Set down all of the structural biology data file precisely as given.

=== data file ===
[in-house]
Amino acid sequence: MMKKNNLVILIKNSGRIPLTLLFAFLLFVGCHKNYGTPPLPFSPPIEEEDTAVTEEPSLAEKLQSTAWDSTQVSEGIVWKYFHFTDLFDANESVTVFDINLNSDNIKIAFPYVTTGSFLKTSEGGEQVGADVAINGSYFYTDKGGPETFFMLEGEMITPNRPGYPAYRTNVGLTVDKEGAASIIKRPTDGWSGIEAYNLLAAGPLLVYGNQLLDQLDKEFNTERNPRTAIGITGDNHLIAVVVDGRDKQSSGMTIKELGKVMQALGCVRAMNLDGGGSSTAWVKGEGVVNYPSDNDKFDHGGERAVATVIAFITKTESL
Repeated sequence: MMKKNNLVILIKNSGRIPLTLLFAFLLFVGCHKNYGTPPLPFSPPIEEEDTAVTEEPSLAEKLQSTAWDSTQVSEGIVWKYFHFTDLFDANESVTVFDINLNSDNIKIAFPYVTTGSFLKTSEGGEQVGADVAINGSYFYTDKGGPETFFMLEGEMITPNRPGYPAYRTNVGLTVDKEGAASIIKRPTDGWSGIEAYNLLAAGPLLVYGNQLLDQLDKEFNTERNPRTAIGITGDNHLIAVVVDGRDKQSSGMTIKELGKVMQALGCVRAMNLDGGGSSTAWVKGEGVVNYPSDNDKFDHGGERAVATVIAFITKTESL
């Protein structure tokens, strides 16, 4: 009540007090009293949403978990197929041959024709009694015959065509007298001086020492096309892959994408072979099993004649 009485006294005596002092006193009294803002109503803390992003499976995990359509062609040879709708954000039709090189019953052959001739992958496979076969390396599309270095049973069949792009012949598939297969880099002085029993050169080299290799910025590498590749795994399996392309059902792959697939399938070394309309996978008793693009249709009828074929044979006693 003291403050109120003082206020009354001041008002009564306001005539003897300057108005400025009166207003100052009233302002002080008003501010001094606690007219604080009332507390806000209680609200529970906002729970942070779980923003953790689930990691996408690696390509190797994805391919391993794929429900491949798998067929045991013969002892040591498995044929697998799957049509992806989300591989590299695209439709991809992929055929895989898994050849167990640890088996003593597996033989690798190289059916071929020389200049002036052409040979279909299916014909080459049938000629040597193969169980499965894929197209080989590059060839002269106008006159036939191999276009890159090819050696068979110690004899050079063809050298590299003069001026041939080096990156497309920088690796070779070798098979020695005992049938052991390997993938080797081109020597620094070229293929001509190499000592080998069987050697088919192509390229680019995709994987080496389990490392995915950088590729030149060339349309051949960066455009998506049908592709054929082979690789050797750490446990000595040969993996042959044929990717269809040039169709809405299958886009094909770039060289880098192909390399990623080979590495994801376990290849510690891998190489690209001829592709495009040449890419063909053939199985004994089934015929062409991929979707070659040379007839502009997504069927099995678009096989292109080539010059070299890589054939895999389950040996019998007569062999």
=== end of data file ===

[in-house]
Amino acid sequence: MMKKNNLVILIKNSGRIPLTLLFAFLLFVGCHKNYGTPPLPFSPPIEEEDTAVTEEPSLAEKLQSTAWDSTQVSEGIVWKYFHFTDLFDANESVTVFDINLNSDNIKIAFPYVTTGSFLKTSEGGEQVGADVAINGSYFYTDKGGPETFFMLEGEMITPNRPGYPAYRTNVGLTVDKEGAASIIKRPTDGWSGIEAYNLLAAGPLLVYGNQLLDQLDKEFNTERNPRTAIGITGDNHLIAVVVDGRDKQSSGMTIKELGKVMQALGCVRAMNLDGGGSSTAWVKGEGVVNYPSDNDKFDHGGERAVATVIAFITKTESL
Repeated sequence: MMKKNNLVILIKNSGRIPLTLLFAFLLFVGCHKNYGTPPLPFSPPIEEEDTAVTEEPSLAEKLQSTAWDSTQVSEGIVWKYFHFTDLFDANESVTVFDINLNSDNIKIAFPYVTTGSFLKTSEGGEQVGADVAINGSYFYTDKGGPETFFMLEGEMITPNRPGYPAYRTNVGLTVDKEGAASIIKRPTDGWSGIEAYNLLAAGPLLVYGNQLLDQLDKEFNTERNPRTAIGITGDNHLIAVVVDGRDKQSSGMTIKELGKVMQALGCVRAMNLDGGGSSTAWVKGEGVVNYPSDNDKFDHGGERAVATVIAFITKTESL
């Protein structure tokens, strides 16, 4: 009540007090009293949403978990197929041959024709009694015959065509007298001086020492096309892959994408072979099993004649 009485006294005596002092006193009294803002109503803390992003499976995990359509062609040879709708954000039709090189019953052959001739992958496979076969390396599309270095049973069949792009012949598939297969880099002085029993050169080299290799910025590498590749795994399996392309059902792959697939399938070394309309996978008793693009249709009828074929044979006693 003291403050109120003082206020009354001041008002009564306001005539003897300057108005400025009166207003100052009233302002002080008003501010001094606690007219604080009332507390806000209680609200529970906002729970942070779980923003953790689930990691996408690696390509190797994805391919391993794929429900491949798998067929045991013969002892040591498995044929697998799957049509992806989300591989590299695209439709991809992929055929895989898994050849167990640890088996003593597996033989690798190289059916071929020389200049002036052409040979279909299916014909080459049938000629040597193969169980499965894929197209080989590059060839002269106008006159036939191999276009890159090819050696068979110690004899050079063809050298590299003069001026041939080096990156497309920088690796070779070798098979020695005992049938052991390997993938080797081109020597620094070229293929001509190499000592080998069987050697088919192509390229680019995709994987080496389990490392995915950088590729030149060339349309051949960066455009998506049908592709054929082979690789050797750490446990000595040969993996042959044929990717269809040039169709809405299958886009094909770039060289880098192909390399990623080979590495994801376990290849510690891998190489690209001829592709495009040449890419063909053939199985004994089934015929062409991929979707070659040379007839502009997504069927099995678009096989292109080539010059070299890589054939895999389950040996019998007569062999």